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Canaries' fans need to remain positive

PUBLISHED: 14:58 01 February 2008 | UPDATED: 12:14 07 May 2010

Our run of 10 Championship games undefeated has raised the spirits of Norwich City supporters in a way they may not have thought possible two months ago.

Our run of 10 Championship games undefeated has raised the spirits of Norwich City supporters in a way they may not have thought possible two months ago.

In fact, after Tuesday night's 1-0 win at Southampton, some of them were pointing out that we were only nine points adrift of the top six with 17 matches to go.

But you won't find me making any bold predictions about where we may finish in the table in May.

If, in such a short space of time, we have changed the mood of our supporters from doom and gloom to hope and belief, I think that's fantastic.

I want our supporters to be positive people - to believe the glass is half-full, not half-empty.

But it has always been my policy to look no further than the next game. We want to get as many points as we can and then, after 46 games, let's see where we are. We just have to wait and see.

I know from past experience that as soon as you start shouting the odds, the game has a habit of slapping you in the face and knocking you down.

You cannot start talking up results. No one will change my belief in talking about the next game only, and that game is Preston at home tomorrow.

But it's true that to have gone from where we were at the end of October to where we are now is fantastic.

When I arrived, the mood of doom and gloom was suffocating, like a mist hanging over the ground - horrible.

The club decided that they had to bring in an outsider who had not seen the first three months of the season and wasn't weighed down by what had gone before, or by other people's thoughts about the players or the situation.

I said I would wipe the slate clean and make my own judgments and I did. The only person I listened to was me.

There were a lot of players I didn't know much about and in some cases, I am only just finding out about them now.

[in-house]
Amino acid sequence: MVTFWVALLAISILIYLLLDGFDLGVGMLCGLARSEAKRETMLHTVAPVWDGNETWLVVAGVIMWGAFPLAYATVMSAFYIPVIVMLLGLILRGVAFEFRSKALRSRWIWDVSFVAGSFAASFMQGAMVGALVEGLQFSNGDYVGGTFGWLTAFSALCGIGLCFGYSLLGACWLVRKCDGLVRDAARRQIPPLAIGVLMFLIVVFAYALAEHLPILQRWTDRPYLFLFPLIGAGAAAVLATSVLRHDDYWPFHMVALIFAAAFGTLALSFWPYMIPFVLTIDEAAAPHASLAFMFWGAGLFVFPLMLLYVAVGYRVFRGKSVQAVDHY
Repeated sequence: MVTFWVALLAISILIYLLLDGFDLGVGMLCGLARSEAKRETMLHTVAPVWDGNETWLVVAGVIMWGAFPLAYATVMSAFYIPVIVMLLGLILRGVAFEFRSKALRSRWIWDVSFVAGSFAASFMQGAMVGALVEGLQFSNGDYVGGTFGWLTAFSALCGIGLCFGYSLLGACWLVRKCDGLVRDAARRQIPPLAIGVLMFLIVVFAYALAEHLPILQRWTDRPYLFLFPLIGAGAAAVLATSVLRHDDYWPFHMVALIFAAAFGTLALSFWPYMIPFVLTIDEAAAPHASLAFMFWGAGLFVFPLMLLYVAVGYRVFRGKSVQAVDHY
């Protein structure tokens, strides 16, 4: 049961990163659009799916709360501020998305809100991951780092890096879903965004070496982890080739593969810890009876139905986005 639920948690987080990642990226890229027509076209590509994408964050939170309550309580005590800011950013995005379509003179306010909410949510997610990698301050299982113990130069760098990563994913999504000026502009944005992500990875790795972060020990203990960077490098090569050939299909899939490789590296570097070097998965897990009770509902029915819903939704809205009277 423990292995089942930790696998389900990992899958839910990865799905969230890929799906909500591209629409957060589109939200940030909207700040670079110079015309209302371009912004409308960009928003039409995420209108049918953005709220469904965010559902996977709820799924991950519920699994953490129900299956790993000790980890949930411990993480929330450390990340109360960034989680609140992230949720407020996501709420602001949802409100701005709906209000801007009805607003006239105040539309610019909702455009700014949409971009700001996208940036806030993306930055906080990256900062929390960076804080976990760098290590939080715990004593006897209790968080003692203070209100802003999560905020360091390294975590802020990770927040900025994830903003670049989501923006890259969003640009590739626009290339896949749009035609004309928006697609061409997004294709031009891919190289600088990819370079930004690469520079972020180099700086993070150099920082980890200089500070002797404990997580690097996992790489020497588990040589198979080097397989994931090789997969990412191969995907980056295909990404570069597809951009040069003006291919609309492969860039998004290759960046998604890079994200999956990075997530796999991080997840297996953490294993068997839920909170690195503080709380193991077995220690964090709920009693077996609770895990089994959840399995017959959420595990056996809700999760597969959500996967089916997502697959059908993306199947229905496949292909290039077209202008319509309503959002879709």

Some players who may have wondered what the future held here have been in the side, playing games and playing well - others I have let go because I did not feel they were right for Norwich City, but we wish them well.

Whatever we achieve, in the end it's all down to players. Yes, the manager is the driver of the bus but when the bus stops it's the players who have to get off the bus and play.

t DOG, FOX AND TOILET ROLLS BUT NEVER BALLOONS

My sympathies go to Manchester City over the nature of their FA Cup exit at Sheffield United, when they conceded a goal while the goalmouth at Bramall Lane was full of balloons.

I am afraid the referee got it badly wrong on this occasion. You should not start a game, or allow it to continue, until the pitch is clear of obstructions.

City have complained to the FA over the match officials' failure to clear the balloons, arguing that play should have been stopped. For United's first goal, the ball took a deflection off a balloon and wrong-footed defender Michael Ball, allowing Luton Shelton to score.

The referee, Alan Wiley, had asked goalkeeper Joe Hart to get rid of the balloons while play was at the other end of the pitch, but it is definitely not the job of the goalkeeper to go around popping balloons.

So Manchester City are knocked out of the FA Cup. There's only one chance and they have to wait another year. It must be absolutely sickening for them.

There are, of course, times when you have to cope with unusual interruptions on the field.

I remember playing for Queen's Park Rangers at Newcastle when we were leading 1-0 and someone let a Jack Russell on to the pitch.

A foul was committed in the game and the referee blew for a free-kick, but we then had to wait five minutes until somebody could catch the dog by diving on him. By the time the free-kick came in, we had lost concentration, we conceded a goal and ended up losing the game 3-1.

I remember another game when a fox ran on to the pitch, but I don't recall any problem with balloons. Toilet rolls - that was the fashion in my day. I can remember when they used to be unfurled from behind the goal. The worst place for that was the North Bank at Arsenal.

t BECKHAM IS STILL GOOD ENOUGH

I was very surprised by all the hysteria about whether David Beckham should get his 100th England cap - and just as surprised that he was left out of Fabio Capello's first squad as national team manager.

I am 100 per cent convinced that David should get his 100th international cap. In fact, I don't see why he can't win 110 caps or more.

Steve McClaren initially left him out of his plans, but when he came back into the team he still looked one of England's best players, if not the best. He's only 32 and I think he's still got two seasons of international football in him.

Some people are trying to retire him too soon. I say that's rubbish, why shouldn't he play on? I don't know what all the fuss is about.

Some of the players who have been brought in to replace David are not in the same class.

I've worked with David and he is a brilliant human being and a brilliant footballer with the best right foot I have ever seen.

It doesn't make the slightest difference that he is playing in America with LA Galaxy if he is still the best man for his position.

When Trevor Brooking was an England international at West Ham, they were relegated and spent three seasons in the old second division before they returned to Division One. But he stayed with the Hammers, kept playing for England and kept producing outstanding performances. David Beckham can do the same.

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